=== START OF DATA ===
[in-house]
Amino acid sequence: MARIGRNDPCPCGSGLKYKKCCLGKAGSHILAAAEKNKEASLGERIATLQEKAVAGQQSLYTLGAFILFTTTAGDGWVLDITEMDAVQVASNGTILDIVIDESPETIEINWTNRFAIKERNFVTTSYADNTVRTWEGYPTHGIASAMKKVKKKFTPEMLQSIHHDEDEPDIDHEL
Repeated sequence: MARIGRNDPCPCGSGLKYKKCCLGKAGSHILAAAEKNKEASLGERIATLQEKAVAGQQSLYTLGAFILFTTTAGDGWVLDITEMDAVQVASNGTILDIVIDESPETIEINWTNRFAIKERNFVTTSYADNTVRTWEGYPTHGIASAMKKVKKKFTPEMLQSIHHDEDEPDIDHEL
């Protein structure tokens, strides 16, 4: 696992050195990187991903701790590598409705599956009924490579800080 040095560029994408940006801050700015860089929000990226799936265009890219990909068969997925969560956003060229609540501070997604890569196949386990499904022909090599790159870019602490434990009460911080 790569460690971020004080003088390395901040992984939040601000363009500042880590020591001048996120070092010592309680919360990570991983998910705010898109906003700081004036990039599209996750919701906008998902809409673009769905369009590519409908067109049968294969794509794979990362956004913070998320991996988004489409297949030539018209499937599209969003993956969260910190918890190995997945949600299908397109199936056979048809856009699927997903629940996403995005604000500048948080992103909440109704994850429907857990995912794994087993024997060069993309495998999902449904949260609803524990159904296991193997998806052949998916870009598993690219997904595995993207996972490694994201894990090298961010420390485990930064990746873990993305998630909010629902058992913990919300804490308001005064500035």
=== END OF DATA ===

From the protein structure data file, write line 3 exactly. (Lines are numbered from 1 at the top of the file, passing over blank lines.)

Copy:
Repeated sequence: MARIGRNDPCPCGSGLKYKKCCLGKAGSHILAAAEKNKEASLGERIATLQEKAVAGQQSLYTLGAFILFTTTAGDGWVLDITEMDAVQVASNGTILDIVIDESPETIEINWTNRFAIKERNFVTTSYADNTVRTWEGYPTHGIASAMKKVKKKFTPEMLQSIHHDEDEPDIDHEL